Tuesday, May 2, 2023

22nd Annual James Neel M.D. Lecture in Human Genetics

12:00 PM to 3:00 PM

Kahn Auditorium, Biomedical Science Research Building (BSRB)

This annual lectureship honors James V. Neel, M.D., Ph.D., a pioneer in the study of human genetics and one of the first to foresee its importance in the diagnosis and treatment of medical conditions.

Eric Green, M.D., Ph.D. presents "Creating the Fourth Chapter of Human Genomics" at the 22nd Annual James V. Neel Lecture. 

Tuesday, May 2, 2023 | 12:00 - 3:00PM

12:00P Lecture - Kahn Auditorium, Biomedical Science Research Building (BSRB)

2:00P Poster Session & Reception - Seminar Rooms ABC, Biomedical Science Research Building (BSRB)

Eric Green, M.D., Ph.D.
Eric Green, M.D., Ph.D.
Director, National Human Genome Research Institute, NIH

Keynote Speaker - Bio

Dr. Eric Green is the director of the National Human Genome Research Institute (NHGRI) at the U.S. National Institutes of Health (NIH). He is the third NHGRI director, having been appointed by NIH director Dr. Francis Collins in 2009.

Dr. Green has been at the Institute for more than 25 years, during which he has had multiple key leadership roles. He served as the Institute’s scientific director for 7 years, chief of the NHGRI Genome Technology Branch for 13 years, and founding director of the NIH Intramural Sequencing Center for 12 years.

For just over two decades, Dr. Green directed an independent research program that included integral start-to-finish roles in the Human Genome Project and groundbreaking work on mapping, sequencing, and characterizing mammalian genomes.

Dr. Green earned his M.D. and Ph.D. degrees in 1987 from Washington University in St. Louis; coincidentally, the word “genomics” was coined in that same year. During his career, Dr. Green has authored and co-authored over 380 scientific publications.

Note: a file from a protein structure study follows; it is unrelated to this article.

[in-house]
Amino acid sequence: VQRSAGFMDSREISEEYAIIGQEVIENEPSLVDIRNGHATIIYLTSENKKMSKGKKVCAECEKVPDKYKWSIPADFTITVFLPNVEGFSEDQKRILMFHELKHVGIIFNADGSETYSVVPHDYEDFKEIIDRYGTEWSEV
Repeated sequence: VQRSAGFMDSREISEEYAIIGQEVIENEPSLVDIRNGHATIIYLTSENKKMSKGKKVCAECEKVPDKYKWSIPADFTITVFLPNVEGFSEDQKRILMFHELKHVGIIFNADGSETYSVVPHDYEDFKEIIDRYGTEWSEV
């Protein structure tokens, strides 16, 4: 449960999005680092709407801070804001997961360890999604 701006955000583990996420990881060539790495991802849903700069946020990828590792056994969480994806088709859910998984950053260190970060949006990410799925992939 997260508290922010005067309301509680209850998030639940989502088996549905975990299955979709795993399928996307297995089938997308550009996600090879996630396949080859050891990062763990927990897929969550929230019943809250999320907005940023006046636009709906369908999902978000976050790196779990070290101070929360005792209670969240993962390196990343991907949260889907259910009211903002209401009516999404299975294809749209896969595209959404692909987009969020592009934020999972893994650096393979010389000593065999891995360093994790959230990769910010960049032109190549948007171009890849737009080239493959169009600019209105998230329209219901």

Annual Lecture

James Van Gundia Neel, M.D. (1915-2000) was a pioneer in developing human genetics research, having founded the first Department of Human Genetics at the University of Michigan in 1956, and chaired the Department for 25 years (1956-1984). He received the Lasker Award for establishing the genetic inheritance of thalassemia and sickle cell anemia. He was also well-known for assessing the effects of radiation on survivors of the atomic bombing in Japan during World War II, studying Amerindian populations, and conceptualizing the thrifty gene hypothesis. Dr. Neel was President of the American Society of Human Genetics in 1954 and was elected to the National Academy of Sciences in 1971.

James V. Neel Lecturers

  • 2022 Hopi E. Hoekstra
  • 2021 Stuart H. Orkin
  • 2020 Canceled
  • 2019 James Lupski
  • 2018 Uta Francke
  • 2017 Neil J. Risch
  • 2016 Andrew G. Clark
  • 2015 Haig H. Kazazian, Jr.
  • 2014 Richard P. Lifton
  • 2013 Huntington F. Willard
  • 2012 Mary-Claire King
  • 2011 David Page
  • 2010 David Botstein
  • 2009 Aravinda Chakravarti
  • 2008 Janet Rowley
  • 2007 Joseph Goldstein
  • 2006 Newton Morton
  • 2005 Charles Scriver
  • 2004 Arno Motulsky
  • 2003 James Crow
  • 2002 L.L. Cavalli-Sforza
  • 2001 Jack Schull